I went to the doctor yesterday. Somehow doctor’s offices just don’t seem to be what they used to be. They have become so automated that I felt like I should be on a conveyor belt — or maybe on one of those people movers like they have in airports where you jump onto a moving sidewalk and continue through the terminal without stopping.
“Hello, I’m here for my appointment.”
“Sign in on the clipboard,” says the receptionist, as she runs my insurance card through the copy machine. “We have 26 doctors and hundreds of patients every day. We are completely automated now.” I will transfer your insurance information to your nurse’s computer.
I hop onto the moving sidewalk and proceed into the waiting area, grabbing an old-fashioned magazine from a table as we pass. I flip through the pages and watch the other patients who look up from their cell phones and disappear through a door as their names are called. Finally, the sidewalk approaches the entrance. I toss my magazine aside as my name is called, and I proceed through the door where a nurse reads my insurance information from a laptop computer on wheels.
“First room on the left,” she says as the conveyer belt slides me through the triage office. “Any changes in your meds? Are you still taking, this, that, and the other,” as she reads off the list from my electronic medical record.
“Yes, yes, yes”, I say. She does a quick blood pressure check, takes my temperature, and my weight flashes before my eyes in red digital numbers.
Before I can ask any questions, the sidewalk moves me to the hallway where a long row of chairs waits for the unlucky patients pulled off of the assembly line for various medical tests. I proceed slowly past them down the hall until I come to an empty examination room.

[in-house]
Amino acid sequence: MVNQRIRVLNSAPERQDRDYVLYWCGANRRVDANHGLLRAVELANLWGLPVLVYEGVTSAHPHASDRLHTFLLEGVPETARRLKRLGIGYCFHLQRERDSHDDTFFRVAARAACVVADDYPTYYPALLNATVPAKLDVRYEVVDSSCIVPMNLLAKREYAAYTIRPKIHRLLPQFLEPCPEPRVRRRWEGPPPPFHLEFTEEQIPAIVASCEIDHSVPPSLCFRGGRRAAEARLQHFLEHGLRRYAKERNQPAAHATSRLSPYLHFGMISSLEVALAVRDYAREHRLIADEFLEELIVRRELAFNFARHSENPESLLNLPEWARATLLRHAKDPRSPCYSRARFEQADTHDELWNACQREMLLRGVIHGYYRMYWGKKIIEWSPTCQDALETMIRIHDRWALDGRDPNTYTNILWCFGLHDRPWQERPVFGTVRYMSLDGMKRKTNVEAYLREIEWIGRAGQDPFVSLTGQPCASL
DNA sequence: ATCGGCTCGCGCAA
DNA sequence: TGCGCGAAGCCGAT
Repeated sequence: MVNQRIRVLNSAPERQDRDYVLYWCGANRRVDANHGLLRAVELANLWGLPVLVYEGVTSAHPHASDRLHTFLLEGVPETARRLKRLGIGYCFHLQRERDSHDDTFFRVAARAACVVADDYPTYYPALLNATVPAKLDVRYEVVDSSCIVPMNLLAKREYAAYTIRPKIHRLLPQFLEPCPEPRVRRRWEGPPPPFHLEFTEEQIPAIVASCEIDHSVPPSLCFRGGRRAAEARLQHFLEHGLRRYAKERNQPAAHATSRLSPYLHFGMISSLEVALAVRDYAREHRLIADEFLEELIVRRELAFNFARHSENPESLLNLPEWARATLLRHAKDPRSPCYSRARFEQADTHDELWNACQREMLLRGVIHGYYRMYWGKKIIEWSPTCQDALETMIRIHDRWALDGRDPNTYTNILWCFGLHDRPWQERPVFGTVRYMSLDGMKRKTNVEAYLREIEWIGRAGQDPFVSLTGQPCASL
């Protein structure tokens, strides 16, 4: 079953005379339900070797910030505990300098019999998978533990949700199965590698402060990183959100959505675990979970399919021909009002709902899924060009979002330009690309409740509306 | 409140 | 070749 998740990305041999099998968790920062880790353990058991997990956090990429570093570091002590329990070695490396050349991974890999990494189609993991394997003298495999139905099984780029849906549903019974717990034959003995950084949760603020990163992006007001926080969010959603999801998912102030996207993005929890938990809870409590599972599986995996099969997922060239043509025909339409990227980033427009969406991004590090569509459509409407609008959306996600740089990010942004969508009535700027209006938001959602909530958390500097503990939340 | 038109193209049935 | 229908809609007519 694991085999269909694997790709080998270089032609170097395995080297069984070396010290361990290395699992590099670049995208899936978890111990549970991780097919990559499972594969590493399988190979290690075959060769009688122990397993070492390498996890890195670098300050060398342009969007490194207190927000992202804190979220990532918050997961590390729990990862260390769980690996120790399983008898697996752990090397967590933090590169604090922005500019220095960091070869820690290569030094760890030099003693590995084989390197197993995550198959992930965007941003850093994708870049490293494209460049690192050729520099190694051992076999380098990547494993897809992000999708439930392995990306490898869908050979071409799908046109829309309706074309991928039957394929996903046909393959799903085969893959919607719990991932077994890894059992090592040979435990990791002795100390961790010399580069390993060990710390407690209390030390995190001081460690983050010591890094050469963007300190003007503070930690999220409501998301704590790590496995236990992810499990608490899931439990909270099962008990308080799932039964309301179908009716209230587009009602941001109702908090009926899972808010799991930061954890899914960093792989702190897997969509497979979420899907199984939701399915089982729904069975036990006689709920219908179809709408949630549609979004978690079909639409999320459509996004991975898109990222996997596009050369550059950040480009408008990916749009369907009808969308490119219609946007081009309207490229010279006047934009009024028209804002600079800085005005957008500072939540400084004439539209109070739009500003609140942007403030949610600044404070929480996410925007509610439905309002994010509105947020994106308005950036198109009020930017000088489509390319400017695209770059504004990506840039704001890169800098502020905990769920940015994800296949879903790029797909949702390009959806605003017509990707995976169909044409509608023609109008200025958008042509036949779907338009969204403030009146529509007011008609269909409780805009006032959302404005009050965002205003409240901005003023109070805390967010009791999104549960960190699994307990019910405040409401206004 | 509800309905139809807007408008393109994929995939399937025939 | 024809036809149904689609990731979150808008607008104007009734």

“The doctor will be with you in a moment.”
The sidewalk proceeds into the exam room. The doctor enters in a white coat looking at my medical chart on the iPad in his hand.
“How are you today?”
“I feel pretty good,” I say.
The doctor frowns. Wrong answer, I conclude.
I try again as the conveyer belt moves me towards the back of the room and the stainless steel sink with the funny faucet. I pass the countertop full of cotton balls, tongue depressors, long swabs and rubber gloves. I wonder where it will take me if I don’t get the answer right.
“I’m not tense any more… I’m sleeping better… and I don’t have any nausea at all.”
“Good!” he smiles. “We will leave you on the same medication.”
I feel relieved as I move forward past the examination table without stopping. The doctor enters the updated information into his iPad as I head out the door. “We will transfer your prescriptions to your drug store electronically.” he says.
“Come back in three months,” he calls. I nod and wave goodbye as the conveyer belt heads up the steep incline toward the large exit sign, and then drops rapidly down the long hall to the check-out desk while I hold on for dear life.
As I reach bottom, a medical clerk stares into a computer screen that flashes the story of my life, medically and financially. “We will file this with your insurance company,” she says as fingers fly and computer keys click.
“I’ll make an appointment for your next visit.” She passes me a printout with my appointment and an assistant holds my hand as I jump off the assembly line and back into reality.
I head for the elevator to the parking garage feeling a little shaken and wondering what in the heck happened. Was that for real or did I just imagine it? But I must have been at the doctor’s office -– I have already received an email on my cell phone reminding me of my next appointment.
Maybe I’m sicker than I thought -– or maybe I’m okay, and it’s the medical world that needs a reality check. Somehow I feel that it won’t be long until machines do my entire check-up with a people scanner and I will not see the doctor at all.
Copyright 2001-2016 Sheila Moss
Okay, I admit I may have exaggerated a bit here… but not much. Do you ever feel like I did in this story?